Helping keep Valley Bio in the valley 0
Member of Parliament for Renfrew-Nipissing-Pembroke Cheryl Gallant visited Rueben Stone, president of Valley Bio on Wednesday, where they announced the business recently received a $7,500 grant for the plant to become a registered seed establishment. For more community photos please visit our website photo gallery at www.thedailyobserver.ca
Valley Bio Limited recently received a federal grant to keep their business in the county.
Rueben Stone, president of the local seed business, has been sending his seeds south of Ottawa to be processed, but with the recent federal grant the local establishment is now a registered seed establishment and can process the seeds.
“The grant opens the doors to be able to better manage and market our seed business,” explained Mr. Stone.
One door that has opened by the $7,500 grant is the fact he can now process the seeds locally, which will save the company time and money.
His goal is for the plant on Highway 17, west of Cobden is to process 10,000 acres of product.
The grant was awarded to Mr. Stone by the Eastern Ontario Development Program explained Member of Parliament for Renfrew-Nipissing-Pembroke Cheryl Gallant who was visiting the facility Wednesday morning to congratulate Mr. Stone and tour the facility.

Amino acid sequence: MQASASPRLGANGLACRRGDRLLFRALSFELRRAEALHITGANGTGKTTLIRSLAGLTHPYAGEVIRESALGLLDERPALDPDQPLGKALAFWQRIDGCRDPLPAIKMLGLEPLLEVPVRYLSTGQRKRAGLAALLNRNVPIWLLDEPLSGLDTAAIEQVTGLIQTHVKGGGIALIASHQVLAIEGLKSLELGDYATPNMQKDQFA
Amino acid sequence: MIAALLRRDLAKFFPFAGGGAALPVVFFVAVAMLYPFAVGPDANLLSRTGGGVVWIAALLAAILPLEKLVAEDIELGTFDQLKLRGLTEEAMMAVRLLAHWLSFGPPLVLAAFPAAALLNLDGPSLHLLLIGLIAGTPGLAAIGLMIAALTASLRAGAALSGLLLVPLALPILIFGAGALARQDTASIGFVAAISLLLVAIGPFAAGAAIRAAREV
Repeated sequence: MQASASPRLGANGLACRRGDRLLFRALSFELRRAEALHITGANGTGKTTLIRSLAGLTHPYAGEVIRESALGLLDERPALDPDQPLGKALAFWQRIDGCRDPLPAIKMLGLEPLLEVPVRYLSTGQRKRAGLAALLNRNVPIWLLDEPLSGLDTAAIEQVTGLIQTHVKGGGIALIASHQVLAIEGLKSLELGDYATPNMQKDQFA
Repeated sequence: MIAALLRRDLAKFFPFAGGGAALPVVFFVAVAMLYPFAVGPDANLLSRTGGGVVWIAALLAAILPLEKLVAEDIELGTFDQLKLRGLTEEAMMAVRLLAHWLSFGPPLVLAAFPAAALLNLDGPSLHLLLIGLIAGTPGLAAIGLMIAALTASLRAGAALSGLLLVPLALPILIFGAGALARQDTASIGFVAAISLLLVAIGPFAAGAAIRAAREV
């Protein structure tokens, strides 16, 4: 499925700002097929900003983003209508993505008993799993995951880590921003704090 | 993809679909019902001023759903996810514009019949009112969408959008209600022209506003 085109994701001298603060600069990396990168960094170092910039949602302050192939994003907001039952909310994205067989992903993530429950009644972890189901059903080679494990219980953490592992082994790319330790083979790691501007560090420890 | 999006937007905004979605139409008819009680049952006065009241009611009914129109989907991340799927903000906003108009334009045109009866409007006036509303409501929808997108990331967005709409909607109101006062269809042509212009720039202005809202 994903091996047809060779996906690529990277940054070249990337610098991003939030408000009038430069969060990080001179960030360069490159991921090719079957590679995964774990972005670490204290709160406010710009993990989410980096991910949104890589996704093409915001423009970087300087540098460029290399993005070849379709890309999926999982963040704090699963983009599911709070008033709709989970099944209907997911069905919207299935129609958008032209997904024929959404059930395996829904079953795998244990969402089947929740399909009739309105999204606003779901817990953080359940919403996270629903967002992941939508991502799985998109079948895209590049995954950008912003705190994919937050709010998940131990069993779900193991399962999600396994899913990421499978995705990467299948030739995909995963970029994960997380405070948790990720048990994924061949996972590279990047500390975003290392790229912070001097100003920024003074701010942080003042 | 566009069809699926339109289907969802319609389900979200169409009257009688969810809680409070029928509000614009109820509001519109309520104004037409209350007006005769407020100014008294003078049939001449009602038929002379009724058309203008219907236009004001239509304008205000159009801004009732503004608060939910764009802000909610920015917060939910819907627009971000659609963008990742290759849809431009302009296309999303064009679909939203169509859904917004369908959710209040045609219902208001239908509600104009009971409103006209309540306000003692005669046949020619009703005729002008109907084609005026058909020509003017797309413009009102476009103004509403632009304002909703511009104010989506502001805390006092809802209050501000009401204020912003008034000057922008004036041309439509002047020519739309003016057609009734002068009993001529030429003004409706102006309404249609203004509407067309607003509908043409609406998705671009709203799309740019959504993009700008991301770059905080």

Valley Bio contracts local farmers to grow hemp, buckwheat, gluten free oats, soya bean, amaranth and pea seeds. Grown in the county, the pedigree seeds are now also processed here.
He went into the pedigree seed business a few years ago to meet the demand to produce gluten-free products.
According to Mr. Stone, 10 years ago there was 30,000 acres of buckwheat being grown across the country. However, over time the buckwheat harvest has declined to 3,000 acres, which is what was harvested last year.
“The demand didn’t go away, it was going up,” explained Mr. Stone.
He notes over the last 10 years farmers continued to grow traditional crops like corn, wheat, beans and canola, not expanding to meet the demands of the gluten intolerant market.
Last year Bio Valley also received a $5,000 grant for marketing.
The business received its accreditation from the Canadian Seed Growers Association, Canadian Seed Institute and the Canadian Food Inspection Agency.
“They all have there own little part,” noted Mr. Stone.
Valley Bio employs three full-time staff with two peak times during the year – in the spring time when it comes time to plant and in the fall, harvest time.
Cyndi Mills is a Daily Observer multimedia journalist